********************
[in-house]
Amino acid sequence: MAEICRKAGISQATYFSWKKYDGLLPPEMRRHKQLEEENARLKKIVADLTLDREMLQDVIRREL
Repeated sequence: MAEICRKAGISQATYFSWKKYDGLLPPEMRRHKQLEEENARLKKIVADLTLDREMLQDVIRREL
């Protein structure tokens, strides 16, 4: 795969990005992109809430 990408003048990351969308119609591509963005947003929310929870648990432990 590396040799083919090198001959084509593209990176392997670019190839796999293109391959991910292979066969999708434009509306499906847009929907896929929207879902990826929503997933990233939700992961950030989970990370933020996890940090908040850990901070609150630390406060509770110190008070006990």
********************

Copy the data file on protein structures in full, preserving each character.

[in-house]
Amino acid sequence: MAEICRKAGISQATYFSWKKYDGLLPPEMRRHKQLEEENARLKKIVADLTLDREMLQDVIRREL
Repeated sequence: MAEICRKAGISQATYFSWKKYDGLLPPEMRRHKQLEEENARLKKIVADLTLDREMLQDVIRREL
């Protein structure tokens, strides 16, 4: 795969990005992109809430 990408003048990351969308119609591509963005947003929310929870648990432990 590396040799083919090198001959084509593209990176392997670019190839796999293109391959991910292979066969999708434009509306499906847009929907896929929207879902990826929503997933990233939700992961950030989970990370933020996890940090908040850990901070609150630390406060509770110190008070006990």